The low-affinity IgE receptor, FcεRII (CD23), is a Ca-dependent lectin that is expressed on B cells, as well as T cells, Langerhan cells, macrophage, monocytes, eosinophils, and platelets. The receptor consists of a large extracellular domain with the lectin head that binds IgE, a single transmembrane domain, and a short cytoplasmic tail. Like the FcεRI receptor, expression of CD23 is upregulated by IgE and IL-4.8 CD23 can be shed from the membrane into a soluble form, sCD23, by endogenous proteases (ADAM 10)9 and exogenous proteases, including the dust mite major allergen, Der p 1. CD23 activation mediates IgE regulation, differentiation of B cells, activation of monocytes, and antigen presentation. Increased expression of membrane-bound CD23 on B cells and resultant sCD23 is seen in patients with allergic disorders. CD23 expression on B cells is reduced with allergen immunotherapy. Polymorphisms in the gene encoding CD23 have been reported to be associated with risk of asthma exacerbations.10 An α-CD23, monoclonal antibody, lumiliximab, has been tested in vitro where it leads to a reduction in Th2 responses and reduced IgE synthesis, and is undergoing clinical studies for the treatment of allergic asthma.8, 11
Total IgE is measured with a 2-site, non-competitive immunometric assay. Anti-IgE antibody directed at the Fc region of IgE is fixed to a solid surface and is used to capture IgE from serum. After washing, a different α-IgE antibody linked to an enzyme, fluorophor, or radionuclide is added to detect captured IgE.12 The minimum amount of IgE detectable in serum with these methods is usually 0.5–1 μg/L, where 1 kIU/L equals 2.4 μg/L of IgE.
Methods for detection of `free' IgE are also important in some situations, specifically to determine the effectiveness of omalizumab (humanized anti-IgE monoclonal antibody) treatment in lowering free IgE levels in patients with suboptimal clinical responses. Total IgE levels generally increase by up to 5-fold following omalizumab treatment due to the increased stability of omalizumab-IgE complexes, while free IgE levels decrease by up to 95%. There is great variability in the accuracy of different systems for total IgE measurements in the presence of omalizumab, although some tests perform well in this setting.13 Using a monoclonal antibody in solid phase to capture IgE, followed by labelled FcεRIα chain for detection of captured IgE, free IgE levels can be accurately measured14 as an indication of mechanistic effectiveness of omalizumab in lowering free IgE levels.
Measurement of allergen-specific IgE is determined by means of skin testing or measurement of allergen-specific IgE in serum. Assays to detect allergen-specific IgE are particularly useful to identify and monitor food allergy and when skin testing can not be performed due to diffuse skin disease, significant dermatographism, inability to wean off medications interfering with the testing, or use of an extract believed to have a high probability of inducing a systemic reaction in the subject to be tested. The general principle used in such assays is to detect IgE that will bind to allergen fixed on a solid surface. The assays are influenced by the amount and quality of allergen bound to the solid support, the degree of non-specific IgE binding, the affinity of the IgE antibody, and the degree of blocking of allergen-specific IgE binding by allergen-specific IgG. As a result, there is variability of levels of allergen-specific IgE detected by different techniques and with different reagents, making comparison between systems difficult.15 In addition, IgE concentration, clonality, specific activity, and affinity all influence biological activity, but are not measured by current in vitro assays.16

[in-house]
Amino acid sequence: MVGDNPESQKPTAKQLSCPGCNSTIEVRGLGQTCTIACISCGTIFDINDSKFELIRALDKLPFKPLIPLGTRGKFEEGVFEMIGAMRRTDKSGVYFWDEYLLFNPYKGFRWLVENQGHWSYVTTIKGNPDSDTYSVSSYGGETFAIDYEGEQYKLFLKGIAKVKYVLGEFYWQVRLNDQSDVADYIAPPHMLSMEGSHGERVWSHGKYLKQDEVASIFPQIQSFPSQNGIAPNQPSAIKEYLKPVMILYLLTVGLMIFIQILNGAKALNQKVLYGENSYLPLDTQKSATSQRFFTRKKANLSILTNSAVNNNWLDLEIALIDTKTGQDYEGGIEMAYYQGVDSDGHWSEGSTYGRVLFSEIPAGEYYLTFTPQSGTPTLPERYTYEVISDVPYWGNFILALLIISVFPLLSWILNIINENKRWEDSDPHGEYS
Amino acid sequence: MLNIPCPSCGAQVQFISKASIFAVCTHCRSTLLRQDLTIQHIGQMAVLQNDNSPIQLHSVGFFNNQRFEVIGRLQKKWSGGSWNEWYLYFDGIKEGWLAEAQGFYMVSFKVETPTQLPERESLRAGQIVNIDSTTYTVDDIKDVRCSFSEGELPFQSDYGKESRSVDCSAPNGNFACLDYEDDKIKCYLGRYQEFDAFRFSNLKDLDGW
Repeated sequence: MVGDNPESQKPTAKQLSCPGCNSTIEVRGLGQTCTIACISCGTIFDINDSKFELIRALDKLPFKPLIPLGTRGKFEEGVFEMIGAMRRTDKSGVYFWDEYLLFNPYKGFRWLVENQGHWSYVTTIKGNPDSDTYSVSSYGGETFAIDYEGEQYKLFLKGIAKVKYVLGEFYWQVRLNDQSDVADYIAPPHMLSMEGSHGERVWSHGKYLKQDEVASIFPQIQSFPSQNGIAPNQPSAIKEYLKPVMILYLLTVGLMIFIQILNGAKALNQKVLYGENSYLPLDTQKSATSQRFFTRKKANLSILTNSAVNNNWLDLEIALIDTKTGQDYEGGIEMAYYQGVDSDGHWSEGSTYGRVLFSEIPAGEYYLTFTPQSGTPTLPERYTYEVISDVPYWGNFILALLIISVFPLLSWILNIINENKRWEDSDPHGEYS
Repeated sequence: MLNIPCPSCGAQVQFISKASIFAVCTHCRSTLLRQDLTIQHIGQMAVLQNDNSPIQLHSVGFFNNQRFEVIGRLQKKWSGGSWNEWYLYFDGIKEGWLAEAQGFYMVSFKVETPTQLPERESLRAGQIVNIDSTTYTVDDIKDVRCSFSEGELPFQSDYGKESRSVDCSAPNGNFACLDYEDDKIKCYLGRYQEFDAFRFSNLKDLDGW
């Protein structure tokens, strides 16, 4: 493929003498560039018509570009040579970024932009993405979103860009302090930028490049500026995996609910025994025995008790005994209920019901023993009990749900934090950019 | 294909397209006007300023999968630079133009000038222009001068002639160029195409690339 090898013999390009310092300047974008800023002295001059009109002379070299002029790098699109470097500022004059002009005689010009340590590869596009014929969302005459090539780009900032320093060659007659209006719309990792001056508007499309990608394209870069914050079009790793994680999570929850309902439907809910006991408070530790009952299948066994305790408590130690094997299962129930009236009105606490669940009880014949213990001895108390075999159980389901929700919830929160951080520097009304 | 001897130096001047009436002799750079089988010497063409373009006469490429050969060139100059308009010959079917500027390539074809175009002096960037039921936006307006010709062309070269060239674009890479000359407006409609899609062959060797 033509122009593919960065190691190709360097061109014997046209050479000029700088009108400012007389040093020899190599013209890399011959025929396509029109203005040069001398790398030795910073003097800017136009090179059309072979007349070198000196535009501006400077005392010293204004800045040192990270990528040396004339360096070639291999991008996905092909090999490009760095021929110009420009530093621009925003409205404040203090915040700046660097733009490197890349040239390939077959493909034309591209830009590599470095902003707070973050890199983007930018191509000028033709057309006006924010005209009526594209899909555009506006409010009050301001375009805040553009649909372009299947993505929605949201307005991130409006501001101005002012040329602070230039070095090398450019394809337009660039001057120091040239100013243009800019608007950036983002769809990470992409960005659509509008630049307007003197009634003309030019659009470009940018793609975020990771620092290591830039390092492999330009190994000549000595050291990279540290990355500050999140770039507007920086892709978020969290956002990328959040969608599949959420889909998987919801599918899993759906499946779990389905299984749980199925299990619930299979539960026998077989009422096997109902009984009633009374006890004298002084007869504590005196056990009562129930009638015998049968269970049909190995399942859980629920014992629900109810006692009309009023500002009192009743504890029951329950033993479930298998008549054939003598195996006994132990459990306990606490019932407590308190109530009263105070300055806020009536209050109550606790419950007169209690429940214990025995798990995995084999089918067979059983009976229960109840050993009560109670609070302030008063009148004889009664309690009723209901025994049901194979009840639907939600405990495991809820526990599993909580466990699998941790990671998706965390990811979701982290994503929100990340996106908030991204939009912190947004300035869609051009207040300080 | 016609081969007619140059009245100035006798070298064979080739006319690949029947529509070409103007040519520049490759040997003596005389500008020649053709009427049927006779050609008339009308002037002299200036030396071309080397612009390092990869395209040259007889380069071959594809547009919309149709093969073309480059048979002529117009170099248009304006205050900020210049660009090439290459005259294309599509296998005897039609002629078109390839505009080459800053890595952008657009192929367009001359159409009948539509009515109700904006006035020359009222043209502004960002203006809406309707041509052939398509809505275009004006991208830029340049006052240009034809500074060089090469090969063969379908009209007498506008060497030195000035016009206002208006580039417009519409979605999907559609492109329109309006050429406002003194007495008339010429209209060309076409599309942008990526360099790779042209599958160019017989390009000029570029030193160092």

Elevated IgE levels are seen in patients with atopic diseases, with the highest levels generally being seen in atopic dermatitis, followed by atopic asthma, perennial allergic rhinitis, and seasonal allergic rhinitis. For seasonal allergens, peak IgE levels occur 4–6 weeks after the peak of pollen season. An elevated total IgE level (>1000 ng/ml) is one of the major diagnostic criterion for allergic bronchopulmonary aspergillosis (ABPA) and, unlike other diseases associated with elevated IgE levels, the level of total IgE in ABPA may used to monitor disease activity and response to therapy.
Elevated IgE levels are also seen in other disorders, including parasitic infections (e.g. strongyloidiasis, ascariasis, schistosomiasis), non-parasitic infections (e.g. EBV, CMV, HIV, Mycobacterium tuberculosis), inflammatory diseases (e.g. Kimura disease, Churg-Strauss vasculitis, Kawasaki's disease), hematologic malignancies (e.g. Hodgkin's lymphoma, IgE myeloma), cutaneous diseases (e.g. Netherton's syndrome, bullous pemphigoid), cystic fibrosis, nephrotic syndrome, and primary immunodeficiency diseases.1, 17 Primary immunodeficiency diseases associated with elevated IgE levels include hyper-IgE syndrome, Wiskott-Aldrich syndrome, Omenn syndrome, IPEX, and atypical complete DiGeorge syndrome18. Elevated IgE levels are also detected following hematopoietic stem cell transplantation, in smokers (particularly males), and in those with alcoholism.